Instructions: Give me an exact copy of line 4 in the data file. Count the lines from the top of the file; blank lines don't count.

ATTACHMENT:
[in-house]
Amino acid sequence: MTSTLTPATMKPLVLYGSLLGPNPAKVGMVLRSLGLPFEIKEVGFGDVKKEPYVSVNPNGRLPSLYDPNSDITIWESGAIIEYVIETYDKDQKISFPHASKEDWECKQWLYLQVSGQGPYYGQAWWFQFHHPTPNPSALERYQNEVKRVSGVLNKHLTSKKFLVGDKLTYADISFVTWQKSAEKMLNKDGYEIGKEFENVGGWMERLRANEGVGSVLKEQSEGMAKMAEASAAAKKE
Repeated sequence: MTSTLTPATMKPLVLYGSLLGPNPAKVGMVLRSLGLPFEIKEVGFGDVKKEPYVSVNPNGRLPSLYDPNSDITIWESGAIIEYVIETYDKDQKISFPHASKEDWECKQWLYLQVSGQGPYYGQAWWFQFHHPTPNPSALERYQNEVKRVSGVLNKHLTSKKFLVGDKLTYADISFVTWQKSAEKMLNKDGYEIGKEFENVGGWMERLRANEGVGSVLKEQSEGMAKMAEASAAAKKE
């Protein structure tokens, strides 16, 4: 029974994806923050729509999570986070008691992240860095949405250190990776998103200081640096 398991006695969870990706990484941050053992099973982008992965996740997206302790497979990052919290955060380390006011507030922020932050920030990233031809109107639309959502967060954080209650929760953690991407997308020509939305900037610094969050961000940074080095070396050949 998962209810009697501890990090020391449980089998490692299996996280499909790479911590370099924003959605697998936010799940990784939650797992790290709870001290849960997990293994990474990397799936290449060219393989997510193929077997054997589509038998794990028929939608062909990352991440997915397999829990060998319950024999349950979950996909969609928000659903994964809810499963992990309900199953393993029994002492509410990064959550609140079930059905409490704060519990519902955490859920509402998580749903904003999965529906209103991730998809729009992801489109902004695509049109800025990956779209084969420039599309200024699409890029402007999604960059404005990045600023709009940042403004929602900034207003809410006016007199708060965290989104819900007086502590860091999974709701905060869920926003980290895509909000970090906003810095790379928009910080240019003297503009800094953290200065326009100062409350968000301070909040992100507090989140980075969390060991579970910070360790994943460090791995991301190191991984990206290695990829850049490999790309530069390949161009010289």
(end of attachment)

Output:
């Protein structure tokens, strides 16, 4: 029974994806923050729509999570986070008691992240860095949405250190990776998103200081640096 398991006695969870990706990484941050053992099973982008992965996740997206302790497979990052919290955060380390006011507030922020932050920030990233031809109107639309959502967060954080209650929760953690991407997308020509939305900037610094969050961000940074080095070396050949 998962209810009697501890990090020391449980089998490692299996996280499909790479911590370099924003959605697998936010799940990784939650797992790290709870001290849960997990293994990474990397799936290449060219393989997510193929077997054997589509038998794990028929939608062909990352991440997915397999829990060998319950024999349950979950996909969609928000659903994964809810499963992990309900199953393993029994002492509410990064959550609140079930059905409490704060519990519902955490859920509402998580749903904003999965529906209103991730998809729009992801489109902004695509049109800025990956779209084969420039599309200024699409890029402007999604960059404005990045600023709009940042403004929602900034207003809410006016007199708060965290989104819900007086502590860091999974709701905060869920926003980290895509909000970090906003810095790379928009910080240019003297503009800094953290200065326009100062409350968000301070909040992100507090989140980075969390060991579970910070360790994943460090791995991301190191991984990206290695990829850049490999790309530069390949161009010289």